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    Desalination plant has new deadline

    Tampa Bay Water agrees on May 30 and $50,000 more, but the contractor will pay if the deadline is missed again.

    By CRAIG PITTMAN, Times Staff Writer
    © St. Petersburg Times
    published January 28, 2003


    CLEARWATER -- Tampa Bay Water's two biggest projects have fallen months behind schedule, but the utility's board cut a deal with a contractor Monday to ensure that at least one is finished by the time it's needed most.

    The state's largest wholesale water supplier, Tampa Bay Water is building the largest desalination plant in the western hemisphere in Apollo Beach and creating a 15-billion-gallon reservoir in southern Hillsborough County.

    The plant was supposed to be finished this month, but now its completion has been pushed back to May 30 under terms of a deal the utility board approved Monday. Meanwhile, heavy rain stalled work on the reservoir, racking up hundreds of thousands of dollars in expenses with no end in sight.

    "This is going to be very tough," Tampa Bay Water executive director Jerry Maxwell said of the reservoir delay. "We're working diligently on it."

    Problems surrounding the $110-million desal plant, designed to take brackish water from Tampa Bay and turn it into 25-million gallons of drinking water a day, were easier to resolve.

    The plant was supposed to be completed by Friday. For months, the company building it, Covanta, told Tampa Bay Water officials that construction might be completed early.

    But three weeks ago, Covanta, which also will operate the completed plant, notified Tampa Bay Water that it needed 123 more days and $1.8-million to finish. Extensive negotiations resulted Monday in new deadlines and extra money for Covanta -- and penalties if the company is late.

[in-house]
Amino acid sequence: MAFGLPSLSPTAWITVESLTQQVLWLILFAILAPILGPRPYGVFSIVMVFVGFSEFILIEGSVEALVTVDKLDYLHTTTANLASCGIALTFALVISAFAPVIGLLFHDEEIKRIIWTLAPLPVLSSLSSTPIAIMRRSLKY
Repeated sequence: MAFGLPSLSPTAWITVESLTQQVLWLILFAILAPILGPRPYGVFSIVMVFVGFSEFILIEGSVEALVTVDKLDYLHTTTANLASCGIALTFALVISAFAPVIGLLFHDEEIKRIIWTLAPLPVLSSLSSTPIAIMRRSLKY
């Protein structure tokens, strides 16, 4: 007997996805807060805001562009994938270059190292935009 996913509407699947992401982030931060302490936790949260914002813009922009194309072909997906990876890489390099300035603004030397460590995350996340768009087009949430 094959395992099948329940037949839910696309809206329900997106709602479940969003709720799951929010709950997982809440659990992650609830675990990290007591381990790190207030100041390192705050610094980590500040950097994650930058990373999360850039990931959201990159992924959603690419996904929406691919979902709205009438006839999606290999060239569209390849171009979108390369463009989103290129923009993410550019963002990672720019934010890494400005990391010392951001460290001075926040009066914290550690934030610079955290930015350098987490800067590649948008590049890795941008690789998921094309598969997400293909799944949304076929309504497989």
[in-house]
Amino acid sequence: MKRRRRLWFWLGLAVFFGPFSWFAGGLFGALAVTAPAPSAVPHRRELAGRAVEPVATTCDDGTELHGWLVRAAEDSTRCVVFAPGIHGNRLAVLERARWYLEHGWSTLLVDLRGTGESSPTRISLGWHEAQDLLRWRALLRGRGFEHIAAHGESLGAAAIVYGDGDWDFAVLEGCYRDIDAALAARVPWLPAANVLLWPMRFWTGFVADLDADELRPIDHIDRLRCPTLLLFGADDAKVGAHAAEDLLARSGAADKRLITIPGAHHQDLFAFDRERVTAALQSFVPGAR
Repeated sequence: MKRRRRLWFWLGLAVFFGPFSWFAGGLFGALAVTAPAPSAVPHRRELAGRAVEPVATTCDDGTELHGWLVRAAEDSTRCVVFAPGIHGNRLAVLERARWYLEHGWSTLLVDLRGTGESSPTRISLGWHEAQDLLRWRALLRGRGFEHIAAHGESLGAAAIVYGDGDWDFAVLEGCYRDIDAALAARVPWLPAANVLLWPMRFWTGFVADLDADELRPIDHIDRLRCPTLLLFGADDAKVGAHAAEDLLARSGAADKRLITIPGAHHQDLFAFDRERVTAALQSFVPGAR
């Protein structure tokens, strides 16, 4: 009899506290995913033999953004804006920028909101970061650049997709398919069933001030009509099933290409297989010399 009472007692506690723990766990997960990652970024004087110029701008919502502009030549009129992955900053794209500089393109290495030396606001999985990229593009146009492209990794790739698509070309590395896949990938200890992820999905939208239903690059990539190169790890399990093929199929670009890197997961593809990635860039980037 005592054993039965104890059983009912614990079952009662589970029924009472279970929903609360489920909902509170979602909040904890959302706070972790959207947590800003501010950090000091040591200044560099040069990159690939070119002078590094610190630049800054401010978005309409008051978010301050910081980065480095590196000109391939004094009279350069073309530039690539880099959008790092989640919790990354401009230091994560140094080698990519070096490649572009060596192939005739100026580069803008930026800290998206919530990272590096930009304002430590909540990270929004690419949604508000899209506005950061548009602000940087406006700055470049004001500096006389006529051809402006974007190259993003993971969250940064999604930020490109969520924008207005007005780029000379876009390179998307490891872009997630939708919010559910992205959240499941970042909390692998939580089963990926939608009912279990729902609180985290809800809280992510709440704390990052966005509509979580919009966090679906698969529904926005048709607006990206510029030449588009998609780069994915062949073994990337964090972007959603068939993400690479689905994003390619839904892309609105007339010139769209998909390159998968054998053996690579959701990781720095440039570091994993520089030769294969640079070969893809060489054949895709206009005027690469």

Covanta must begin producing 3-million gallons of water a day by Feb. 6. If it misses that deadline, Covanta must give the utility twice as much free water as was lost. Missing the deadline by three days, for example, would cost 18-million gallons of water. Covanta will charge $1,250 for every million gallons of water it produces.

    The penalties escalate with each deadline, peaking May 30, when the plant is to be completed. If not, Covanta will owe Tampa Bay Water $32,500 a day plus any fines. Tampa Bay Water needs the plant on line by then because it is the start of the dry season.

    Covanta settled its monetary claim for $500,000 instead of $1.8-million. The extra money is well within the project's budget.

    Although board members approved the new deal unanimously, they wondered how Tampa Bay Water was caught off guard.

    "With all the consultants we paid, how is it that we weren't made aware of this sooner?" asked board member Ted Schrader, chairman of the Pasco County Commission. Maxwell said the problems appeared to be "an inside thing" between Covanta and one of its subcontractors and would not have been obvious to utility officials.

    The Feb. 6 deadline will "be the most difficult date to meet," said Scott Whitney, senior vice president of Covanta Water Systems, a division of Covanta Energy of New Jersey. "We're working overtime and double shifts."

    The cause of the reservoir delay was easier to explain. Heavy rains in November and December, particularly on Christmas Eve and New Year's Eve, dumped so much water on the reservoir site that it blew out retention ponds, washed away an access road and backed up local creeks into the site.

    The downpour overwhelmed the precautions that the contractor had set up to prevent dirty runoff from contaminating the clear creeks, and that has led to notices of violations from both the Hillsborough County Environmental Protection Commission and the state Department of Environmental Protection.

    The contractor, Barnard Construction of Montana, cannot move until Tampa Bay Water comes up with a way to dispose of the standing water without further contaminating the creeks.

    As a result, Barnard's 66 earth-moving machines, which should be digging up 13-million cubic yards of dirt to create the reservoir, have been idle for nearly three months at a cost of $500,000 a month, said Jonathan Kennedy, the utility's director of operations and facilities.

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